When you see somebody, it’s a human act (not mechanical). It’s eye contact, or calling someone by their first name. Yes, there’s scientific research supporting such actions for relationship building, but if you’re going to be scientific about it, it’s not going to work. It has to be real; it has to be genuine. You have to look kids in the eye and tell them that they matter, that you see them, that you are present with them.

We know; you don’t need an app for that. The problem is that you need to do that multiple times for each student in the classroom. Daily. And that’s the real challenge: not overlooking anybody.

With ClasStars, tracking these connections becomes exponentially simple. With a simple swipe, the most minimal way to collect data in the world, ClasStars records that you had a meaningful moment with a student.

Then, your goal is to make sure that you’ve connected with each and every student, every day, multiple times if possible. And finally, you build up from there. That’s human connection, where teachers can connect with their students.

Ultimately, children really just want to be seen, heard, and recognized. ClasStars gives you the “how.” Keep track of engagements by swiping every time you have that human connection with a student.

In the beginning, it may be difficult because you’re not used to paying attention to this, so there could be a bit of a challenge. But then in just a few days, you begin to see patterns. “Here’s a kid that I haven’t gotten to or haven’t gotten to as much as I would have liked to.” “Here’s someone who’s flying under the radar and not able to get the same kind of attention.”

Attention in the classroom is currency, and there are certain students that will naturally obtain it and certain students that will struggle. We want to make sure that no one should have to struggle to get our attention. The teacher’s attention is gold, and the kids who can get it will be better off than those who don’t, so we need equity.

That’s tier 1 of our student engagement framework: everyone should be seen everyday.

Tier 2 is bringing to the teacher’s attention those kids who need more support than the others.

Equity does not mean equality. It does not mean that everyone’s going to get the same amount. In an inequitable environment, students who need more attention to succeed could be getting the same amount as their peers.

For example, if you go to a gas station and have a half tank of gas, you only need to fill up a half tank and you’re good to go. On the other hand, someone who has an empty tank will need a lot more. Someone who needs to travel a greater distance will need more than someone who doesn’t need to travel so far.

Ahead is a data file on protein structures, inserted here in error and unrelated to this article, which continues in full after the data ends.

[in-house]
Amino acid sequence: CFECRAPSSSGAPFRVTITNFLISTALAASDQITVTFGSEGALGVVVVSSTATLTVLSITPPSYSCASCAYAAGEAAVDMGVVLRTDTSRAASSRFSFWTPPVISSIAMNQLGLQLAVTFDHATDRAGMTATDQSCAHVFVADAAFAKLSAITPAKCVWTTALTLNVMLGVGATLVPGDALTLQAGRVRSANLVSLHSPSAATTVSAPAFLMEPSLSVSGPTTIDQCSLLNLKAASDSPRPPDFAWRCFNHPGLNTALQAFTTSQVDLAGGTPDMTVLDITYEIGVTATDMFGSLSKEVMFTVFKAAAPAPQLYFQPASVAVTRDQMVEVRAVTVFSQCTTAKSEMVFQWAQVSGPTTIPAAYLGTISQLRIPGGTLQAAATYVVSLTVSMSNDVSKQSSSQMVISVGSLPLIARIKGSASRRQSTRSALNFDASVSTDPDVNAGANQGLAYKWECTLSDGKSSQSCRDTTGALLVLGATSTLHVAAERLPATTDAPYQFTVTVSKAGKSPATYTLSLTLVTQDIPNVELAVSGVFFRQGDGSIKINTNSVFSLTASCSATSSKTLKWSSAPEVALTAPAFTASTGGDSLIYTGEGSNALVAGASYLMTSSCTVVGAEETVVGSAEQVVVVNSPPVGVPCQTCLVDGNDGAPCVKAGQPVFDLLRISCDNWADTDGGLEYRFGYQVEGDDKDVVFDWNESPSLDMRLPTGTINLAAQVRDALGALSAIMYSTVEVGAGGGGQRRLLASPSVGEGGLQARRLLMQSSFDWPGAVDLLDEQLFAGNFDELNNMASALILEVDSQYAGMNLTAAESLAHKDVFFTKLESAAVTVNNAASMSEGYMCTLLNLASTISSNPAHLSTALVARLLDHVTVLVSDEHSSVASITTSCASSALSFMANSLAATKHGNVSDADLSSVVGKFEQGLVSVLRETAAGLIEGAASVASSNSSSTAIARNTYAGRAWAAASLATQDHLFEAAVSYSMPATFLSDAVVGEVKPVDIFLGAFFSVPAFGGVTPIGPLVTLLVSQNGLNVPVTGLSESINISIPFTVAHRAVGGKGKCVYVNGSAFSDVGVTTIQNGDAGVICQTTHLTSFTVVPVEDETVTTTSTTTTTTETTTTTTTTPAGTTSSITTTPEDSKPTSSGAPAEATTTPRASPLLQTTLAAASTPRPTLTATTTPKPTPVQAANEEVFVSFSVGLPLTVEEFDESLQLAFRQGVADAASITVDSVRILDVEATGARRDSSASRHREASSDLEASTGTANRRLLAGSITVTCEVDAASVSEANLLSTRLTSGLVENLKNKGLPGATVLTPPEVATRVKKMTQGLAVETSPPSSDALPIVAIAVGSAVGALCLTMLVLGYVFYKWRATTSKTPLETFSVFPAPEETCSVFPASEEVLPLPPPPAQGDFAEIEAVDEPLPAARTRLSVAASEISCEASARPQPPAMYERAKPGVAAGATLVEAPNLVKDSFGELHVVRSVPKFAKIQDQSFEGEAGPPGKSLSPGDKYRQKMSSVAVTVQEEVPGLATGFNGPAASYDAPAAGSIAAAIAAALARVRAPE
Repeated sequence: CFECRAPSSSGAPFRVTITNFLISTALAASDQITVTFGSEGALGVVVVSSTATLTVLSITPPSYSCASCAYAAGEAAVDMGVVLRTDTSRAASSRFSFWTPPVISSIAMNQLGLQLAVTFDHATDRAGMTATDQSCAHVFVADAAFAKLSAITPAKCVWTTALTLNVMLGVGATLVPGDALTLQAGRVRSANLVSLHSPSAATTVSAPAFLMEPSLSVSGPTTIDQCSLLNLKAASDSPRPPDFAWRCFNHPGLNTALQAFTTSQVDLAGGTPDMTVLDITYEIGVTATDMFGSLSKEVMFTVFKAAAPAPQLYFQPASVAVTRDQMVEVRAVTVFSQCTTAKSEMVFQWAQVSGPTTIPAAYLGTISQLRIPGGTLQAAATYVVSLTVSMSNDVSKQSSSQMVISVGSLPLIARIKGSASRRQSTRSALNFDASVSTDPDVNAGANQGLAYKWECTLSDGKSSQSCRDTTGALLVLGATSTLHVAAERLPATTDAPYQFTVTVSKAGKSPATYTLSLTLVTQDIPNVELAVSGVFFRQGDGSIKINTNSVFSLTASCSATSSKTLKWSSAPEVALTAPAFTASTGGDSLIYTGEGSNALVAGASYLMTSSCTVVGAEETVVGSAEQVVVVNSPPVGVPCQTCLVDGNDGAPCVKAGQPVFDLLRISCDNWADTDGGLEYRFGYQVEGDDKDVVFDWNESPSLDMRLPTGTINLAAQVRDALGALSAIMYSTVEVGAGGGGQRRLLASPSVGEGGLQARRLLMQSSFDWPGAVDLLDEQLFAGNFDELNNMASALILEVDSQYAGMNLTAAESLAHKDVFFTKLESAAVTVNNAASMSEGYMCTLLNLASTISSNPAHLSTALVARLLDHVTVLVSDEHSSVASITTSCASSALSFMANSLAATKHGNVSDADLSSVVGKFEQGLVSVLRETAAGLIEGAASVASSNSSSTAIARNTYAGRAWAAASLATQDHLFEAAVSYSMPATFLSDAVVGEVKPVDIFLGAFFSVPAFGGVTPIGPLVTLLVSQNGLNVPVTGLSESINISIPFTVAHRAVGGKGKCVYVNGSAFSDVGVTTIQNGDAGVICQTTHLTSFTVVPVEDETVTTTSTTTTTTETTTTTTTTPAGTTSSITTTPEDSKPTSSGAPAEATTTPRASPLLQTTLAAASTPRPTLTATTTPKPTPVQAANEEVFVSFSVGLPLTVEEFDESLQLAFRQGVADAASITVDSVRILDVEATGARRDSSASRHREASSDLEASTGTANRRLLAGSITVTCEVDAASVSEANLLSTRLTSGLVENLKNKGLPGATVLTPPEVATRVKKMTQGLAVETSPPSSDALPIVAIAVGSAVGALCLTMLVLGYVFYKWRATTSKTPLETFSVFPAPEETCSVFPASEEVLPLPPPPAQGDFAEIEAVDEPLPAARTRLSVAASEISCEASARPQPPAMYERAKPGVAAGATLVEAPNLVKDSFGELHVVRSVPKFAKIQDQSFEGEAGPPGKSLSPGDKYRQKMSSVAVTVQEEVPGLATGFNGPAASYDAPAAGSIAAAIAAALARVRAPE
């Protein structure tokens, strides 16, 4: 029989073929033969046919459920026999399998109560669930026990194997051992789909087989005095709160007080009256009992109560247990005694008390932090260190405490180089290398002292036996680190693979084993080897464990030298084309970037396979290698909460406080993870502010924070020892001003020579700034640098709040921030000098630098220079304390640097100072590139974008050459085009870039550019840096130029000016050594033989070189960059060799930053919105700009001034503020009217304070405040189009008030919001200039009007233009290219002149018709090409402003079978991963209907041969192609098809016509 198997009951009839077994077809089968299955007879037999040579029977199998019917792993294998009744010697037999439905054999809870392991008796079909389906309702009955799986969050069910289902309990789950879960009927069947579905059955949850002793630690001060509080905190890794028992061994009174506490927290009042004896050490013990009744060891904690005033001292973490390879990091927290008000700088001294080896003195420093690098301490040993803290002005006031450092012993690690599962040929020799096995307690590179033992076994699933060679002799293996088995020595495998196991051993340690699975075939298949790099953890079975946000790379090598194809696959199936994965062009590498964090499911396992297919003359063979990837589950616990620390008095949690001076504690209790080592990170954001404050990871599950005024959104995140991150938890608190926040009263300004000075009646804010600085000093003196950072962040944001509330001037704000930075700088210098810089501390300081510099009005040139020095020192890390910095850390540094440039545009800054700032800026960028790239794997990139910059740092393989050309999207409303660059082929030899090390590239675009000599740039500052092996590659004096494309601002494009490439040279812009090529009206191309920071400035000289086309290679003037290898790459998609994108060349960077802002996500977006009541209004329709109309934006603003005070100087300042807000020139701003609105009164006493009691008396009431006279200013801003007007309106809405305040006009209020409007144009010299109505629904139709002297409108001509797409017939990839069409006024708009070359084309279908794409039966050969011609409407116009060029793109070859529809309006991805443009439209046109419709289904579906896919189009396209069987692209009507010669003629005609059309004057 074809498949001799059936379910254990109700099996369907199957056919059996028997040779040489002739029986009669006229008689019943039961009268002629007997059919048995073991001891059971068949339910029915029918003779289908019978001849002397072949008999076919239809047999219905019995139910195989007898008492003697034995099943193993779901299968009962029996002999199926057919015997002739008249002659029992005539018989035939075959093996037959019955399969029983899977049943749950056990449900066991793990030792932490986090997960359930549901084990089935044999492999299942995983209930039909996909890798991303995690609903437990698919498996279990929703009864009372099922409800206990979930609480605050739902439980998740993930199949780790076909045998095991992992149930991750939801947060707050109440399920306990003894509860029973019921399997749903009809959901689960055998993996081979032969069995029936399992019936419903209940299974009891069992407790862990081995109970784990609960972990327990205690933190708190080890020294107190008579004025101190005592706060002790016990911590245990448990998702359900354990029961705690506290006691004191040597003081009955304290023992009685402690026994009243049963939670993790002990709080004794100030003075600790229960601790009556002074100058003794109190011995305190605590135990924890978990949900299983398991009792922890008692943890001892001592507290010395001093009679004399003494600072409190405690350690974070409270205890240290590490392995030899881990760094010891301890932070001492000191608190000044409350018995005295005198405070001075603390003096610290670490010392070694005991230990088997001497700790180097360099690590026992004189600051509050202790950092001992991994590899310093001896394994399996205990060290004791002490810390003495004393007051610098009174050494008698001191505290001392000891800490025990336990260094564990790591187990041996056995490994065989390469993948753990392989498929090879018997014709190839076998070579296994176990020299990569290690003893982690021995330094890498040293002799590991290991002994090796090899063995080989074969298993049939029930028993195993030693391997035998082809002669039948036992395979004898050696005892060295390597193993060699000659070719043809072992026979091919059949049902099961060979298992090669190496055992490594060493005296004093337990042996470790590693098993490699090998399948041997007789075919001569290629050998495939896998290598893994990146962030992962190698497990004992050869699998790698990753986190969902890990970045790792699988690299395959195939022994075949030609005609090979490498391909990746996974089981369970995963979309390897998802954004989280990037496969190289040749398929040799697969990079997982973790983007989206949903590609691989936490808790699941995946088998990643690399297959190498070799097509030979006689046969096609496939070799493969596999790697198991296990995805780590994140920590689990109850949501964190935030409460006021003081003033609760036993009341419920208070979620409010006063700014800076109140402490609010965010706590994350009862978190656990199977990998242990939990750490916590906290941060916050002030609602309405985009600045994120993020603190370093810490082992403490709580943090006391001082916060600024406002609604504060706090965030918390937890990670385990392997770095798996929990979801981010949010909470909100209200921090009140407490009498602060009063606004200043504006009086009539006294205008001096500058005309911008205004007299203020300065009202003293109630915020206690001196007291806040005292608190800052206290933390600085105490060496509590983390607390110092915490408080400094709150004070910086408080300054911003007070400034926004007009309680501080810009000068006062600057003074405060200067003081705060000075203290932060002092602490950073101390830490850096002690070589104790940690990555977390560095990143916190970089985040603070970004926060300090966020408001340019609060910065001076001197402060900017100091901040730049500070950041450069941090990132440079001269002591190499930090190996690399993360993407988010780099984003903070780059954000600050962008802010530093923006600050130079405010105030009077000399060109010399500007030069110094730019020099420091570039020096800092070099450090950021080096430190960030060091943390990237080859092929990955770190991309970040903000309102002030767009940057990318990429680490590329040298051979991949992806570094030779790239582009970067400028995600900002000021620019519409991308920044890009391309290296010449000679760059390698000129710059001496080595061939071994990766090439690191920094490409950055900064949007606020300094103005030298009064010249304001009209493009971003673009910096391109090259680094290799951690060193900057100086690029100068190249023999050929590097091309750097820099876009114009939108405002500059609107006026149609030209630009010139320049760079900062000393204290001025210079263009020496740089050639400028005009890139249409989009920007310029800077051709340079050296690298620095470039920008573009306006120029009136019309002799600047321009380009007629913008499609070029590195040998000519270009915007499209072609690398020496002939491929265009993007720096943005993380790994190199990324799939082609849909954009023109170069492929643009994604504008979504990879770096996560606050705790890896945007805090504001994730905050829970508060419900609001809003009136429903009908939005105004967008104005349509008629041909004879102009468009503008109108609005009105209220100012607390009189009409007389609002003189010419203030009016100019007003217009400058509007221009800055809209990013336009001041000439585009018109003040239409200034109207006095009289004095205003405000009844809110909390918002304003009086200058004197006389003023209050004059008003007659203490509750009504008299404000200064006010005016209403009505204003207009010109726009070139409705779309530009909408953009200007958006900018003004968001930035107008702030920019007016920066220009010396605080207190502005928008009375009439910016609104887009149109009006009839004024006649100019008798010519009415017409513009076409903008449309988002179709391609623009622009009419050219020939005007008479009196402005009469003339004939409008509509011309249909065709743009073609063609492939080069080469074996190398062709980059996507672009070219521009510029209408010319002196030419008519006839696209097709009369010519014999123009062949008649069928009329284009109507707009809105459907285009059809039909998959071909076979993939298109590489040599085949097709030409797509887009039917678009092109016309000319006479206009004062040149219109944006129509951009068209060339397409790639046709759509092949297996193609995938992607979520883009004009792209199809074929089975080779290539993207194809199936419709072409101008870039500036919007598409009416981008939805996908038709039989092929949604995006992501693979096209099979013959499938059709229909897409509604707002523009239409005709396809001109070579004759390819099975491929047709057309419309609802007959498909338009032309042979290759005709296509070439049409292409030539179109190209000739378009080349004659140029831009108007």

The best visualization of this concept is three little boys of different heights who are standing behind a fence wanting to watch the baseball game. Now, imagine there are three equally sized boxes. If the three boys are each standing on a box, two of them can see over the fence and one of them still can’t. On the other hand, one of the two boys standing on the box doesn’t even need the box to see the game because he’s tall enough. Then, there’s the other boy who’s so short he needs two boxes to see over the fence and the third boy who can see over the fence standing on one box. Equity in this case would allow every single boy to watch the game. The boy who doesn’t need a box doesn’t need a box. Why should he stand on a box? He should give his box to his friend who can’t see without two boxes, and the boy who needs one box should have that one box.

Now, everyone can happily watch the baseball game.

Similarly, rationing to give every child the same amount of attention in the classroom doesn’t always make sense. Of course, we understand it gets complicated to apply this in real life – to financial equity, etc. But the point here is that we have a way to ensure equitable attention is given to students in a classroom:

1. Every student is seen every day.

2. Students who need more support because they’re struggling (and again, struggling is a cry for help) are provided with more support and attention.